As summarized above, the medical evidence of record is not supportive of the claimant's allegations of disabling symptomatology. While the claimant has reported issues with generalized pain all over the body, diagnostic imaging revealed only mild or no objective medical findings. On physical examinations, no issues with ambulation or muscle weakness were noted, either. Furthermore, she has described her pain as “uncomfortable” and not debilitating. In fact, treatment records through April 2015 focused primarily on complaints of headaches, which were treated only with over-the-counter medication, and she herself described them as only mild in nature. She was not referred for pain management and did not visit with an orthopedist. As for her mental health impairments, the claimant did not begin psychotherapy treatment until March 2016, despite repeated referrals in the past, suggesting that her symptoms were not as severe as reported. She has not presented to the emergency room due to exacerbation of symptoms even while not in treatment. The absence of objective medical findings and conservative treatment does not support the claimant's allegations of not being able to function in a competitive work environment.
Furthermore, the claimant's reports through the evidence of record are not consistent. At the hearing, she testified to not being able to clean or do laundry, which is inconsistent with her own Function Report indicating that she does laundry, removing snow, washing dishes, mowing the lawn, and cleaning [sic]. Furthermore, the claimant was able to obtain her associates degree in May 2016, indicating that she was able to complete homework and tests as a student. After careful consideration of the evidence, the undersigned finds that the claimant's medically determinable impairments could reasonably be expected to cause the alleged symptoms; however, the claimant's statements concerning the intensity, persistence and limiting effects of these symptoms are not entirely consistent with the medical evidence and other evidence in the record for the reasons explained in this decision.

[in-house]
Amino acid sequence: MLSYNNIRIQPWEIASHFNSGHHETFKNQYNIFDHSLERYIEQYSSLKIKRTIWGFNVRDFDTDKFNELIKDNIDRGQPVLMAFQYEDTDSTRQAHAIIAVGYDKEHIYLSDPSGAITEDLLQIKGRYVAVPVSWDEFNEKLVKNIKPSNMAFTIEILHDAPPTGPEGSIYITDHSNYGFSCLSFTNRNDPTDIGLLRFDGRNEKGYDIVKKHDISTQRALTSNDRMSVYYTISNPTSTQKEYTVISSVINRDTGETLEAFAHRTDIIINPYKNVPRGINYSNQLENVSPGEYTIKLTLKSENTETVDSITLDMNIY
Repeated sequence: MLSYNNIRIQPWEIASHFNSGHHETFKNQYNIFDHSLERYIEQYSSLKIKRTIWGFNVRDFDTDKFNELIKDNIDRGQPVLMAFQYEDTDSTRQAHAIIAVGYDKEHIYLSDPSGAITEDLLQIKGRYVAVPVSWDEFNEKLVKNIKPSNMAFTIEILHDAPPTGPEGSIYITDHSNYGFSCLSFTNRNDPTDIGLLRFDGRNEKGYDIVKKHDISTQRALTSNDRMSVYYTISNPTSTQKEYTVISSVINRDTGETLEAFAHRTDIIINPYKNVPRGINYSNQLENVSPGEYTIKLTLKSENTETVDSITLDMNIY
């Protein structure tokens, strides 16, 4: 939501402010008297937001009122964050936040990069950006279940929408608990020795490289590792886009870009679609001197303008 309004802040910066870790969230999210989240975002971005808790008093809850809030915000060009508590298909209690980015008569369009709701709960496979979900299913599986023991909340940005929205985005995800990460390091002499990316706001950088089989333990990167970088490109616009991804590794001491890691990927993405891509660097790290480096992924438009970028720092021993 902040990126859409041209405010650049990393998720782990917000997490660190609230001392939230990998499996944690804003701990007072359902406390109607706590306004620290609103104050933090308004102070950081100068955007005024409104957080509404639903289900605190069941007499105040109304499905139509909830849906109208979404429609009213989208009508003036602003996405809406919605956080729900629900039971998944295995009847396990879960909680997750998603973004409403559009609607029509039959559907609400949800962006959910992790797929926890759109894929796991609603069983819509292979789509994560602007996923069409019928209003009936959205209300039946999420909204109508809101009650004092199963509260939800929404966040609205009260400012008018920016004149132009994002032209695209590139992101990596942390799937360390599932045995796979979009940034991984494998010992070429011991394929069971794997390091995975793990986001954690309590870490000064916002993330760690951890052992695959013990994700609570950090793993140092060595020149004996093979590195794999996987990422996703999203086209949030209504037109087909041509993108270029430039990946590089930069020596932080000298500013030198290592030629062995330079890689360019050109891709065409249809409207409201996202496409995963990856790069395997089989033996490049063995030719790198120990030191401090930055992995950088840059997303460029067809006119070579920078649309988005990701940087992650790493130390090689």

R. 22-23. The ALJ went on to credit the opinions of the State Agency medical consultants with “the greatest weight.” R. 23.

         Plaintiff attacks two of the ALJ's justifications for discounting her subjective complaints of pain. First, she argues the ALJ found there was “no proof of Plaintiff's pain.” Dkt. 11 at 8. The Court notes that, while the ALJ did observe that “the medical evidence of record is not supportive of claimant's allegations of disabling symptomology” and that imaging to determine the source of Plaintiff's reports of generalized pain revealed “mild or no objective medical findings, ” R. 22, she did not conclude that no proof existed. After all, the ALJ concluded that Plaintiff suffered from a variety of severe impairments, including both fibromyalgia and hereditary and idiopathic neuropathy of the lower extremities. R. 17. However, the ALJ's statement that the objective tests revealed “only mild or no objective medical findings, ” without more explanation, is another way of saying that she disregarded Plaintiff's subjective complaints of pain only because they are not fully consistent with the objective medical evidence. This is an improper basis for finding Plaintiff not credible because the ALJ already found impairments (fibromyalgia and neuropathy) which could cause the symptoms Plaintiff alleged. Tenhove, 927 F.Supp.2d at 574; Rudder v. Colvin, 11 CV 50286, 2014 U.S. Dist. LEXIS 103654, at *34-35 (N.D. Ill. July 30, 2014). And the medical records ...